A major concern, the reported added, is the lack of information on abortion statistics from the Center for Disease Control and Prevention. Among other issues, some states do not report their abortion numbers or problems, and some states only report on residents who received abortions.
For example, California, Maryland, and New Hampshire do not disclose their abortion information to the CDC, though together they account for 20% of all abortions in the U.S., the report stated. Ohio is also one of the only states to require abortion complications to be disclosed to the government. The FDA only tracks abortions that have resulted in a woman's death.
"The lack of accurate chemical abortion data at the national level means that adverse events caused by chemically induced abortions may be much more common than researchers realize," the reported stated.
Donovan said the CDC will receive real time information on a state's births and deaths, but abortion numbers are about two years behind. To keep women better educated on the dangers, he said, the government should be more determined to use modern technology to track these statistics.
"These reports are not giving us a true picture of the harm that chemical abortions do, but that harm is higher than surgical abortions done at the same stage of pregnency. We should be on top of this, women should be warned of the heightened risk of using these drugs and it should be tracked by the medical monitory system. That's not happening," he said.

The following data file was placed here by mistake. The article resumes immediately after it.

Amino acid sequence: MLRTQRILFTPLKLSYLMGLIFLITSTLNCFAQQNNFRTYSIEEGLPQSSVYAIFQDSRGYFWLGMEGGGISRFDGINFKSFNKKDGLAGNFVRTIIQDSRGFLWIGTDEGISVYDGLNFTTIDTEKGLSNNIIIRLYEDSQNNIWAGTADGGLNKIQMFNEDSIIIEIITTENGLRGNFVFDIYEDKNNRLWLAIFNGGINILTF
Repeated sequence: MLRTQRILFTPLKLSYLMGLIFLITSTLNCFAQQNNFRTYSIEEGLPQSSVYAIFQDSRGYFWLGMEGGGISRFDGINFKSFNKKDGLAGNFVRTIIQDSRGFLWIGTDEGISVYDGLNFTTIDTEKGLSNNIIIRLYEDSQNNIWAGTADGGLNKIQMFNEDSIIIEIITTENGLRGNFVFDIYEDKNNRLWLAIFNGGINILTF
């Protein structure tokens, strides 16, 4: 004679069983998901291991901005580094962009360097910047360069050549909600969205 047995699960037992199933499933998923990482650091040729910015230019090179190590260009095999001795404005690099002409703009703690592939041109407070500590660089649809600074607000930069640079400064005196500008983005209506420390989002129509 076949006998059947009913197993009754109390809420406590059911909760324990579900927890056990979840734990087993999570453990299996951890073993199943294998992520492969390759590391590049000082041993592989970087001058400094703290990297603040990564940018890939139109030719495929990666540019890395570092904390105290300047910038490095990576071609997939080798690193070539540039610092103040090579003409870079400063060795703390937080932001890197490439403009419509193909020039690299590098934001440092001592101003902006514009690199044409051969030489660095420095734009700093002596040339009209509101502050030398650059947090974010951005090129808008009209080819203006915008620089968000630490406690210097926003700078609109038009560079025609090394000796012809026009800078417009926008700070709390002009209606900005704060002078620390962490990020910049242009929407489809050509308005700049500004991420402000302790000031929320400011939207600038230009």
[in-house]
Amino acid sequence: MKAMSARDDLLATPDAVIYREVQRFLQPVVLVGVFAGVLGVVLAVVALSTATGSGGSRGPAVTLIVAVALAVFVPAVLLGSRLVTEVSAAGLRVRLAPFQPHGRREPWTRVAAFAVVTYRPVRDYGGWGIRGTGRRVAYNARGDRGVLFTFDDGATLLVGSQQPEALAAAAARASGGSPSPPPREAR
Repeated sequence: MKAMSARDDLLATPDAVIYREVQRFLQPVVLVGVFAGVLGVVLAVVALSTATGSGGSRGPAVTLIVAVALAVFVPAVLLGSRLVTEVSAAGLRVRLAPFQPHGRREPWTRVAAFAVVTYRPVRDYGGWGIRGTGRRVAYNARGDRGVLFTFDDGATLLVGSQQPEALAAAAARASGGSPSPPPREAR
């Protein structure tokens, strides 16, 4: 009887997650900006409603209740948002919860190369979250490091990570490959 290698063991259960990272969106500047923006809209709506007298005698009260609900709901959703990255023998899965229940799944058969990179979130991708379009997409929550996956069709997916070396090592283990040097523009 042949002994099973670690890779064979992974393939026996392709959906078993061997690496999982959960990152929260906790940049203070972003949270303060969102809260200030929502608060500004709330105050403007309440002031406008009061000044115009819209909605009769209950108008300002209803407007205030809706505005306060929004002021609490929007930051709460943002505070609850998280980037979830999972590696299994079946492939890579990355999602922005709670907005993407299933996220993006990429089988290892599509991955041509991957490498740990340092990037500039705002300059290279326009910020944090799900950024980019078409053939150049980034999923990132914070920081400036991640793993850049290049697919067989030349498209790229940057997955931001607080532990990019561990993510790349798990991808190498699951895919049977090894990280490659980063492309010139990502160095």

Although there is a concern for the future, Donovan expressed gratitude that there has still been a decline in abortions, noting that the pro-life movement and increase in pregnancy centers have likely impacted the decrease in abortions and changes in attitude toward unexpected pregnancies.
"Women are more inclined to keep an unexpected pregnancy than they were a couple of decades ago. Things like ultrasounds, more services, and, possibly, expanded health care coverage for women; those things have been beneficial," he said.
"We don't want to discount all of the decline, we are just concerned that it may be coming to an end and we should know why and be prepared to the health impacts of that."
Perry West is a staff writer for Catholic News Agency. He graduated from Franciscan University with his bachelor's in English. Prior to his job at CNA, he worked in construction staffing and coffee.